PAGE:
3 young students observe contents in a table display case.


The Buy-A-Bus program started in 2008 and covers the reimbursement of travel to the museum for K-12 grade schools within a 100-mile radius of the museum. The program reaches out to over 300 schools in our impact zone. Funds for Buy-A-Bus ensure that travel costs do not stop schools from visiting an art museum and bringing the wonders of art to the mind of a child.

Take Advantage of the Buy-A-Bus Program!

Buy-A-Bus is a REIMBURSEMENT of costs related to your school busing. To use this program:

  1. Schedule a tour using our Tour Request Form.
  2. While filling out the Tour Request Form, select “Yes, we would like to participate in the Buy-A-Bus Reimbursement Program.”
  3. You will hear back from the museum via email when your Buy-A-Bus request has been approved. At that time you will need to prepare a W-9 and send it to the museum, along with an estimate of what your travel costs will be.
  4. Arrange your busing through your district/organizer. Once your visit is complete, your district office will send a purchase order to artmuse@wsu.edu and the museum will issue your reimbursement.

History of Buy-A-Bus

The Buy-A-Bus Program began in 2008 with the generous support of Eugene Rosa, who created the Luigi Gastaldo & Flora Brevette Rosa Buy-A-Busload-of-Kids-Program Endowment. Rosa created the endowment in honor of his parents, “who, though of meager education, held it as one of their highest values.”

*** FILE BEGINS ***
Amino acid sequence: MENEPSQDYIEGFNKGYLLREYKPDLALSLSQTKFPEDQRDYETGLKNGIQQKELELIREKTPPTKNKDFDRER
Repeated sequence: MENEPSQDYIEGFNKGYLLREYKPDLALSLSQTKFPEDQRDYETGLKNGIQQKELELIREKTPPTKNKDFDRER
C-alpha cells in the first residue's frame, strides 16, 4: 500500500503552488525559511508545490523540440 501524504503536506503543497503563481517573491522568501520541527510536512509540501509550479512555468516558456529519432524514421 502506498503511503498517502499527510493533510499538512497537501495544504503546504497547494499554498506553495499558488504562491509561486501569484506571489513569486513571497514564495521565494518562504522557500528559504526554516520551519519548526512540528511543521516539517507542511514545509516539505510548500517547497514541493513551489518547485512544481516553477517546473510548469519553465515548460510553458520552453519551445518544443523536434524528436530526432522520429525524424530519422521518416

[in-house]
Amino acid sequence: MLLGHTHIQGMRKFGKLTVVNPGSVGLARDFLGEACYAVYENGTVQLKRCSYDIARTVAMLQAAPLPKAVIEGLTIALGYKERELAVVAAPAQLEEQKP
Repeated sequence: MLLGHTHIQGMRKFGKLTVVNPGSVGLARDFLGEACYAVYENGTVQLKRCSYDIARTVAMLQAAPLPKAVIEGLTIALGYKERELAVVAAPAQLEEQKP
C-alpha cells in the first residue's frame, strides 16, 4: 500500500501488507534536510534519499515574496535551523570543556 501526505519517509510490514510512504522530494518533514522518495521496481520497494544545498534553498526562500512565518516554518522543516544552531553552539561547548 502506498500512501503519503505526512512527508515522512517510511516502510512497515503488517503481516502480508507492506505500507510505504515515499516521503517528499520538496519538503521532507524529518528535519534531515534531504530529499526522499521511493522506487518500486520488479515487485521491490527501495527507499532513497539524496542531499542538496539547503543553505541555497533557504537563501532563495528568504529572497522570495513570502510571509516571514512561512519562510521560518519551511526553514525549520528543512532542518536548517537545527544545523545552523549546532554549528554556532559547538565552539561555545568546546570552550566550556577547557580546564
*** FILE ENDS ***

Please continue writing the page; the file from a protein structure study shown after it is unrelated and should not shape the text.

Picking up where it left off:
Eugene Rosa was an environmental sociologist who continuously contributed to Washington State University, and the local community. Rosa’s career was focused on understanding the relationships between technology, the environment, and the social world. As an artist, Rosa created “ecolages,” by re-purposing abandoned objects, and furthered his appreciation of the arts by connecting with the Museum of Art at Washington State University.

Eugene Rosa, who passed away in 2013, frequently visited the art museum. “Many people find art—especially abstract or provocative art—intimidating,” Rosa said. “I wanted to introduce the excitement of the visual arts to people who, because of their isolated location, might never get exposed to art in a museum setting.”

A student visitor ambassador points to art, elementary students sit before her with hands raised.

Impact Map

State of washington in Red, with eastern counties outlined in white